The quest to cook the perfect steak has been a challenge since slabs of meat were roasted over fire. But what constitutes a great steak?
It should take you through a complex strata of textures and flavors: dark crust, rosy meat, tenderness balanced by chew. You want a steak you can sink your teeth into. There should be a perfect ratio of meat to fat — and there should be blood. Without those luscious steak juices, a steak would be merely delicatessen roast beef.
Tri-tip delivers all of that. A cut popularized in Santa Maria, Calif., and the surrounding Central Valley, this crescent-shaped steak from the bottom of the sirloin slices like brisket and eats like steak, with a rich, beefy flavor. But like all thick cuts, it poses a challenge: Grill it directly over high heat as you would a strip or skirt steak and you risk burning the exterior while leaving the center undercooked. Cook it low and slow, as you would brisket, and you lose the caramelized crust.
Enter reverse-searing — an ingenious grilling method that combines the low and slow smoking of traditional barbecue with the high heat charring practiced at steakhouses. It takes the guesswork out of grilling steak, rewarding you with a juicy, perfectly cooked slab of beef every time.
With this simple two-step process, you first cook the steak slowly — for 30 minutes or so — at 250 degrees, the temperature used by pit masters to barbecue brisket. Once you’ve warmed the center of the meat to 110 degrees, you rest the steak on a platter and raise the grill’s heat to a searing temperature of 600 degrees. You then char the exterior of the steak directly over the fire until sizzling, crusty and dark brown, bringing the meat’s internal temperature to 125 degrees (for rare) or 135 degrees (for medium-rare).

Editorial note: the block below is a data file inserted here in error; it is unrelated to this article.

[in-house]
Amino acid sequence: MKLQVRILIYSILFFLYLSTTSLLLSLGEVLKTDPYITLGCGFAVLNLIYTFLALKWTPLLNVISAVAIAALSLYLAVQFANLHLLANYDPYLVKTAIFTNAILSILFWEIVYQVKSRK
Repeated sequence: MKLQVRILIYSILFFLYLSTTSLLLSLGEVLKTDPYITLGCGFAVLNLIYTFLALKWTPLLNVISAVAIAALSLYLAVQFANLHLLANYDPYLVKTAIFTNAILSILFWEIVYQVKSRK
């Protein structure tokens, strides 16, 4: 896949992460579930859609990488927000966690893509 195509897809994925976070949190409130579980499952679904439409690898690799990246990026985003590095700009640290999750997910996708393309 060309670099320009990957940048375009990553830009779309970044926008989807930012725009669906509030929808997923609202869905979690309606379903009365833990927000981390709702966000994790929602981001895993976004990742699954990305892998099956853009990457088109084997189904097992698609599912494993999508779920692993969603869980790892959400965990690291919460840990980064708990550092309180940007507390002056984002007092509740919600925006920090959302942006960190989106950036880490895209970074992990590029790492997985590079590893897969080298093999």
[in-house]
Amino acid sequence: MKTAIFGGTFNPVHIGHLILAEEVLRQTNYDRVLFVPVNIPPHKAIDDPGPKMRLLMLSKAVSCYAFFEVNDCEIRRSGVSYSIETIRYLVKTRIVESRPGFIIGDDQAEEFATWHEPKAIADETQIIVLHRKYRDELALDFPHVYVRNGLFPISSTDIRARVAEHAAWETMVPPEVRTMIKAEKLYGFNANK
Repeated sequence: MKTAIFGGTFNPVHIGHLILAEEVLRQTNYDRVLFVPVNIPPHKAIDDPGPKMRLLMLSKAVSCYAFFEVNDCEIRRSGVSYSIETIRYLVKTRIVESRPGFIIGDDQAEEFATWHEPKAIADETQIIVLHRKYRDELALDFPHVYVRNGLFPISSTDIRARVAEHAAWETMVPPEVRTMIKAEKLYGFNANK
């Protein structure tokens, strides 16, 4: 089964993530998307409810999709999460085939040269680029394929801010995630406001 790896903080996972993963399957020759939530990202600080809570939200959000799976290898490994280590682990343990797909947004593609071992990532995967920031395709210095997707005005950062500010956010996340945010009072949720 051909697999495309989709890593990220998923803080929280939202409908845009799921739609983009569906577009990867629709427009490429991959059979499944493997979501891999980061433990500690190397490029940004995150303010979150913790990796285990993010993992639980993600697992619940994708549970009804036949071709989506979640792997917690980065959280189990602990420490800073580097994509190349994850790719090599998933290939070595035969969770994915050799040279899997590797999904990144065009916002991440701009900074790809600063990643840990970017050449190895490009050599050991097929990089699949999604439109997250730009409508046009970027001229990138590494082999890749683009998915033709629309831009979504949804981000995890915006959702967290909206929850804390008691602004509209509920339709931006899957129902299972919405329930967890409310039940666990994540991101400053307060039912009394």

Reverse-searing offers several advantages over traditional direct grilling over high heat, where steak goes from undercooked to overcooked in a minute or two, requiring precise timing that inexperienced grillers may find daunting. During the initial stage of reverse-searing, the internal temperature of the meat rises gradually, so it’s easier to monitor and achieve the doneness you desire. Also, the meat cooks more evenly this way, ending up with uniform color and doneness from top to bottom, not a gray-brown ring of meat just beneath the crust and a reddish-blue bull’s-eye in the center.
Because the meat rests between the two stages, which allows it to relax and become juicier, the steak can be served hot off the grill right after its final sear. That means no more lukewarm steak and not having to keep hungry people waiting.
Perhaps the biggest advantage to reverse-searing is the ability to smoke the steak by adding hardwood chunks or chips to your low fire. That step infuses thick cuts like tri-tip with the haunting flavor of barbecue and adds a spectacular dimension of flavor.
The resulting tri-tip steak is perfectly cooked and intensely flavorful — and the cut, also known as Newport, Santa Maria, triangle and bottom sirloin tip, is mercifully inexpensive. Food prices are rising and reverse-searing works great for other inexpensive thick cuts, such as top round, sirloin or picanha. (It can be applied to three-finger-thick porterhouses and tomahawks, too.)
If you’re going to splurge on steak, you certainly want to nail it. Reverse-searing is as close to foolproof as grilling a steak gets.
Recipe: Reverse-Seared Steak